Rain, rain, went far away in our record dry summer
The Associated Press
SPOKANE — The summer of 2003 will go down as Washington's driest in a century, according to the state's new climatologist.
Philip Mote of the University of Washington said rainfall in the state for June, July and August was 70 to 85 percent below normal. That's the driest since about 1895, though records get a bit sketchy that far back.
"In most of Eastern Washington, no rainfall fell during July," Mote said.
Like much of life, dry weather has good and bad consequences: Good for baseball games, bad for campfires. Good for wine grapes in Eastern Washington, bad for growing dryland wheat. Good for boating, bad for umbrella sellers in Seattle.
Statewide, Washington has received just 1.09 inches of precipitation this summer. That compares to an average of 4.05 inches recorded between 1971-2000, Mote said. The next-driest year was 1919, when 1.43 inches was recorded.
That means lots of wells are drying up, and dryland crops that depend on rainfall aren't doing very well, Mote said.
Many of the state's rivers and streams are at or near record low levels, he said.
Moisture levels in trees are the driest since such record-keeping began in 1993, Mote said.
It was only stringent rules against open campfires, and public cooperation with those rules, that prevented a horrific wildfire season, he said.
"We were really very fortunate in not having more big fires this year," Mote said.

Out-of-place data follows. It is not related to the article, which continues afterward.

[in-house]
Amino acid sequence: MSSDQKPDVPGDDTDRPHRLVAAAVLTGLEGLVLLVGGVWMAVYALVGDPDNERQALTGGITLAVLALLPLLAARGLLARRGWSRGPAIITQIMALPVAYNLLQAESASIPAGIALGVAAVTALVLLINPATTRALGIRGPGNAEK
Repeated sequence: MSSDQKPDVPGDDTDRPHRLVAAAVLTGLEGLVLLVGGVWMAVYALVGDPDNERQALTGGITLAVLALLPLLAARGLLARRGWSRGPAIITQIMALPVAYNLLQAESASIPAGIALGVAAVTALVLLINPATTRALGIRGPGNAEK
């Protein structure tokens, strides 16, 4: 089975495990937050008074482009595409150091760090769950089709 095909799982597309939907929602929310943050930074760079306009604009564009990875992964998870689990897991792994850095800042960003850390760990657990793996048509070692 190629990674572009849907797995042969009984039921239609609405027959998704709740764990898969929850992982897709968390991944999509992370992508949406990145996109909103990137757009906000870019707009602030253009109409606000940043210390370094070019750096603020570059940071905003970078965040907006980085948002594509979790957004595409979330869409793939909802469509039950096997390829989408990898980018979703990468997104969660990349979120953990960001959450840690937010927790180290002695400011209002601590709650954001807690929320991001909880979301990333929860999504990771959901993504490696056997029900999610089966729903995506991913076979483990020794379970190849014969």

There is no easy explanation for the dry summer. A persistent ridge of high pressure stayed off the coast all summer, preventing storms from coming ashore. But Mote can't explain why the ridge stayed there.
"I can't point to an ultimate cause," he said.
He doesn't think the dryness is a trend.
"As far as I can tell this is one unusual summer," he said.
So unusual that normally gloomy Seattle set a new local record when the temperature topped 70 degrees for 61 consecutive days.
Open fires were banned at many of the state's campgrounds this summer, reducing the production of s'mores. Those bans continue despite some wet weather.
"Recent rains on the Okanogan and Wenatchee national forests have done little to reduce the fire hazard on the northern portion of the forests," the U.S. Forest Service said yesterday.
The unusually high number of hot, dry days this summer was excellent for the vineyards of Central Washington, said Doug Gore, senior vice president for winemaking at Stimson Lane Vineyards & Estates. Because of that, the 2003 harvest will be comparable to the outstanding 1998 vintage, he said.
"There is a terrific ripeness this year that we're excited about," Gore said.
Grape harvest began in early September, one of the earliest starts on record.
The state did not exactly burn up this summer. The statewide average temperature for June-August was just 2.2 degrees above normal, making it only the sixth-warmest summer since 1895.
Mote was recently named state climatologist, where his job is to collect, disseminate and interpret climate data. He takes over a job last held by Mark Albright of the UW atmospheric-sciences department in 1998.
"It's not an office people are clamoring to hold," Mote said.
Washington had been one of three states, along with West Virginia and Montana, without a climatologist.
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